Allegory

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Allegory
 a story, poem, or picture that can be
interpreted to reveal a deeper hidden
meaning, typically a moral or political
one
 an allegory is a story with two
meanings, a literal meaning and a
symbolic meaning.
Allegory is
nothing new!
 You have been reading
and watching it since
you were little!
Allegory example: “The Three Little Pigs”
• In 1933, Walt Disney
made an animated
cartoon based on the
tale, and the song for the
cartoon, “Who’s afraid of
the big bad wolf”, was a
best selling single.
Allegory example: “The Three Little Pigs”
 Disney’s “The Three
Little Pigs” cartoon and
song were very popular
in the 1930’s.
 Disney’s adaptation of
the cartoon and the
song were considered
an allegory for the
Great Depression, and
later to Nazi Germany.
Allegory example: “The Three Little Pigs”
Allegory for the Great Depression:
Wolf = the Depression
Three Little Pigs= Americans
Now think about the story,
substituting those key elements.
Doesn’t that make sense?
What message is being sent?
“Who’s Afraid of the Big Bad
Wolf” Lyrics:
http://kids.niehs.nih.gov/games/so
ngs/childrens/badwolfmid.htm
Allegory example: “The Three Little Pigs”
 It was meant to give
hope to Americans
struggling through
that time.
 Reminded
Americans that the
way to get through
was to work hard,
and work together.
“ ‘The Three Little Pigs’ mirrored the people's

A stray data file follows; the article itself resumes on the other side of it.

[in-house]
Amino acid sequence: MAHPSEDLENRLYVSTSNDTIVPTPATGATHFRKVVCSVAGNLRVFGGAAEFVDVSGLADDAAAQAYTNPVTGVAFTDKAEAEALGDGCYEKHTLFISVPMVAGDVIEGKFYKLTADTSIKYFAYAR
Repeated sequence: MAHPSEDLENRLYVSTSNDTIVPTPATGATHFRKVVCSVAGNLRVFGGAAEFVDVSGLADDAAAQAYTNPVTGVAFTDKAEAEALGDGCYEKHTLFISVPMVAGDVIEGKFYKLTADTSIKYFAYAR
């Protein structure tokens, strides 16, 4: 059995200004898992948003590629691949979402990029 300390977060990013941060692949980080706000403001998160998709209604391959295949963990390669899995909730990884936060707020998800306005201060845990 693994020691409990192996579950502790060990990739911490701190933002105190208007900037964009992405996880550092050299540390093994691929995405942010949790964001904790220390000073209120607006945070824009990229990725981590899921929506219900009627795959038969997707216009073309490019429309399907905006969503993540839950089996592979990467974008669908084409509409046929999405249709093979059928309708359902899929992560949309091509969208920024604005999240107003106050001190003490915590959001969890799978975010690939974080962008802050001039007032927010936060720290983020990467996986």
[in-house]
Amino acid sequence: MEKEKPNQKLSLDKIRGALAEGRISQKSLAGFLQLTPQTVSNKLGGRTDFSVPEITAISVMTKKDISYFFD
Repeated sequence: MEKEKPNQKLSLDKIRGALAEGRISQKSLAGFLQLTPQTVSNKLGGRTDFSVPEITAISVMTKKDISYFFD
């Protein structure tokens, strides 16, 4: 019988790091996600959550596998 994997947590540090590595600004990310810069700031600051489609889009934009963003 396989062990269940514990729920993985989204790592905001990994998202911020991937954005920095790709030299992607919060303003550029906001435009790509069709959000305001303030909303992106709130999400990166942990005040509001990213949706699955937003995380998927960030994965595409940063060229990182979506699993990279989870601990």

resolve against the "big bad wolf" of The
Great Depression; the song actually became
something of an anthem of the Great
Depression [3].” -
Allegory example: “The Three Little Pigs”
and the Holocaust
 The song and a newer version of the cartoon was used to represent Hitler
and the Holocaust.
 In 1941, Disney produced a special edition of the short, in which Practical
Pig was renamed Thrifty Pig and built his house of war bonds, thereby
foiling the wolf – who sported a swastika on his armband.
 One sequence in the cartoon, which showed the Big Bad Wolf dressing up
as a of a Jewish peddler, was censored from the film after its release and
replaced with a less offensive sequence, with the Wolf pretending to be
the “Fuller Brush Man” instead, but still had a Yiddish voice.”
 The wolf disguised as a peddler (with stereotypical jewish characteristics)
would try to persuade the pigs to come out of the house.
Wolf = ….?
Little Pigs =…?
Allegory example: “The Three Little Pigs”
Excerpt from New York Times
article: “Still Huffing, Still Puffing”
(2001).
 In 1933, when Disney's Technicolor animated
treatment of the story won an Oscar, the wolf at
the door represented the Great Depression, and
Walt himself explained the moral: ''Wisdom along
with courage is enough to defeat big bad wolves
of every description and send them slinking
away.''
 We use fables, G. K. Chesterton observed, for the
purpose of ''handing down those tremendous truths
that are called truisms.'' As allegories, they are
applicable to any situation.
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